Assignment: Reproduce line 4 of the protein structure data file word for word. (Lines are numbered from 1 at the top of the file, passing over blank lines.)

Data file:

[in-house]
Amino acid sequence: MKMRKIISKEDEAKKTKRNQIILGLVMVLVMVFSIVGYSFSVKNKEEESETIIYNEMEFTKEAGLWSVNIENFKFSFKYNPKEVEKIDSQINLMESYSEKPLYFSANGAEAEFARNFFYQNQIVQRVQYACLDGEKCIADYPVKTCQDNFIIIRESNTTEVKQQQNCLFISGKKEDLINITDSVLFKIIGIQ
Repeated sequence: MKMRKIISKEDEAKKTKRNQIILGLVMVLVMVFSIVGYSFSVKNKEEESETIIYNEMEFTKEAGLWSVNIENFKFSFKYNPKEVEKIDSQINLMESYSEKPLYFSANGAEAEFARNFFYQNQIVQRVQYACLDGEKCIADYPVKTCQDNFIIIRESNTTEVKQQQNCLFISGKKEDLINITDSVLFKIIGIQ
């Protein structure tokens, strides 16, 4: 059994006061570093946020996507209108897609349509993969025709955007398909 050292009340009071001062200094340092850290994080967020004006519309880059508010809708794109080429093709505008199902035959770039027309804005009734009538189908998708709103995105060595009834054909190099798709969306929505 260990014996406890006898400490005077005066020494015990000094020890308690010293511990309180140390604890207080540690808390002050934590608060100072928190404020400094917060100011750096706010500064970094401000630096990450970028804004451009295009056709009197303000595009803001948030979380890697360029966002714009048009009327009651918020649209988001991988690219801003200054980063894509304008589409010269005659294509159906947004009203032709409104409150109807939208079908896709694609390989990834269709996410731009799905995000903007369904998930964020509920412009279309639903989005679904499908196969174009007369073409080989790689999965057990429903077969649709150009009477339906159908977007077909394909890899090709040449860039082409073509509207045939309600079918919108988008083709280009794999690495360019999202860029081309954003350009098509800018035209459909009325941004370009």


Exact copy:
């Protein structure tokens, strides 16, 4: 059994006061570093946020996507209108897609349509993969025709955007398909 050292009340009071001062200094340092850290994080967020004006519309880059508010809708794109080429093709505008199902035959770039027309804005009734009538189908998708709103995105060595009834054909190099798709969306929505 260990014996406890006898400490005077005066020494015990000094020890308690010293511990309180140390604890207080540690808390002050934590608060100072928190404020400094917060100011750096706010500064970094401000630096990450970028804004451009295009056709009197303000595009803001948030979380890697360029966002714009048009009327009651918020649209988001991988690219801003200054980063894509304008589409010269005659294509159906947004009203032709409104409150109807939208079908896709694609390989990834269709996410731009799905995000903007369904998930964020509920412009279309639903989005679904499908196969174009007369073409080989790689999965057990429903077969649709150009009477339906159908977007077909394909890899090709040449860039082409073509509207045939309600079918919108988008083709280009794999690495360019999202860029081309954003350009098509800018035209459909009325941004370009």